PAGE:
A few weeks ago, Comedy Central's South Park lampooned the Terms of Service (TOS) that came along with the iPad and Apple's ability to track a user's location as a result. Let's face it: no one reads the TOS, eager to dive into their new electronics or freshly downloaded program.
Someone did read the disclaimer for the Nintendo 3DS, the latest handheld venture from the company that has dominated the portable gaming space. The Free Software Foundation looked into what Nintendo has inserted into the lawyer-speak, and was outraged enough at the results that they have pulled the community together to send bricks to Nintendo of America President, Reggie Fils-Aime.
The bricks are representative of a line in the TOS that allows Nintendo to "render the system unplayable" should they (Nintendo) detect any modified hardware or unauthorized device in use. In the gaming community, a console that produces a black screen or is otherwise unusable is referred to as being "bricked."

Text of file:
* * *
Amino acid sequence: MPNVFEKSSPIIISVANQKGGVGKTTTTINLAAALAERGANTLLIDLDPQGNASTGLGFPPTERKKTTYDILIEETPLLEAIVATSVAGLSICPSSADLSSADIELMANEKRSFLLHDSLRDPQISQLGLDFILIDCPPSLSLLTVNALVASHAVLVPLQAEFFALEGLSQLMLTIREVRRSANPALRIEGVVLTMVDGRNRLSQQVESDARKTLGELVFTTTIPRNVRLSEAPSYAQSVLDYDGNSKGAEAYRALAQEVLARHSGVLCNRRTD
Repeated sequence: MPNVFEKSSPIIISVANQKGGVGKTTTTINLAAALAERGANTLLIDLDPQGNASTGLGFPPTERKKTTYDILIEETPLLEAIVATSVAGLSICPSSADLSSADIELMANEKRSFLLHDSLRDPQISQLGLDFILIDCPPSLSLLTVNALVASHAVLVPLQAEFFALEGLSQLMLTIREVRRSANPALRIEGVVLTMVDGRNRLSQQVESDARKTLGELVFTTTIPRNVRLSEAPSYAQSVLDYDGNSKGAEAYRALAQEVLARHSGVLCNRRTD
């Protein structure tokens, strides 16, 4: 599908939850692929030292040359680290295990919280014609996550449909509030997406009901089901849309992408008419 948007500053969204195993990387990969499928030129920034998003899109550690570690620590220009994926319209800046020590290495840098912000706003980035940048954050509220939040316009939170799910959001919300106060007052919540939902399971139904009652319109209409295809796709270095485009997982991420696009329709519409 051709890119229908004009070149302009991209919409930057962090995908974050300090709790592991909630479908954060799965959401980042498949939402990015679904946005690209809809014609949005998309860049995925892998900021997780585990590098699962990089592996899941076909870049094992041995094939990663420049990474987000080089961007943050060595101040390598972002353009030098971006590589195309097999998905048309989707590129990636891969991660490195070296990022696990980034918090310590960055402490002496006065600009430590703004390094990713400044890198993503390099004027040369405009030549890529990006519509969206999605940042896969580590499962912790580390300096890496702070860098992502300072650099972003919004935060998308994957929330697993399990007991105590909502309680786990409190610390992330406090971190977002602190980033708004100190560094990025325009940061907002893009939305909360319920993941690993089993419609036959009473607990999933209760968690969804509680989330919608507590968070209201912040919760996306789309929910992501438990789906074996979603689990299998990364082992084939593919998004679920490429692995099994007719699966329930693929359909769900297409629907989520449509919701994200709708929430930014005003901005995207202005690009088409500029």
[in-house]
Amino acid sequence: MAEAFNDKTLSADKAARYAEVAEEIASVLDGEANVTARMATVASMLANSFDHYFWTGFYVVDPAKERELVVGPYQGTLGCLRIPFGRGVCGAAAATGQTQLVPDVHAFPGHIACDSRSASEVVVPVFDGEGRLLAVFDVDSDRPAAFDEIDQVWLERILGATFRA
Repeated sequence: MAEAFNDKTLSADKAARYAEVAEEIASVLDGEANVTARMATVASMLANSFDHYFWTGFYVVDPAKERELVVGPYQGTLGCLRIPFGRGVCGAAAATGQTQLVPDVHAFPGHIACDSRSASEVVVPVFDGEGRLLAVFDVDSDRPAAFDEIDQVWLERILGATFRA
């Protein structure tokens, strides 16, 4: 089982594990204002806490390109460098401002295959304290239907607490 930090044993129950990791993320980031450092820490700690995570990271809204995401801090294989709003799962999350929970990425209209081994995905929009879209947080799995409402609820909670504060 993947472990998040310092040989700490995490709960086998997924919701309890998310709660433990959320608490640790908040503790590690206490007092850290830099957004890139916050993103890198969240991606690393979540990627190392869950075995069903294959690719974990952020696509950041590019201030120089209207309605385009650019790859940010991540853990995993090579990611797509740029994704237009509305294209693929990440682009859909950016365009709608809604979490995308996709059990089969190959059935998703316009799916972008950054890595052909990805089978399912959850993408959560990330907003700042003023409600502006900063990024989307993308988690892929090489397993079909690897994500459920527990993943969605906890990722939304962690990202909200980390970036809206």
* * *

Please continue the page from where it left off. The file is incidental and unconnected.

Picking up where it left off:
The legalese continues to get trickier, Nintendo also holding rights to any images you take with the hardware's built-in camera or any messages you send over their network. That's not entirely out of line with some other companies' TOS, Sony for example claiming any content created within the realm of their "do it yourself" platform game Little Big Planet is theirs, not yours. In this case, it becomes slightly unnerving that Nintendo owns your personal pictures and can use them for their own marketing purposes.
The Free Software Foundation has a simple goal as stated in a quote to Nintendo: "Change your terms of service." Over 200 people have sent a brick to Nintendo in response, meaning the group has certainly found some backers, especially with how expensive postage is. You have to be dedicated to send a piece of concrete via USPS.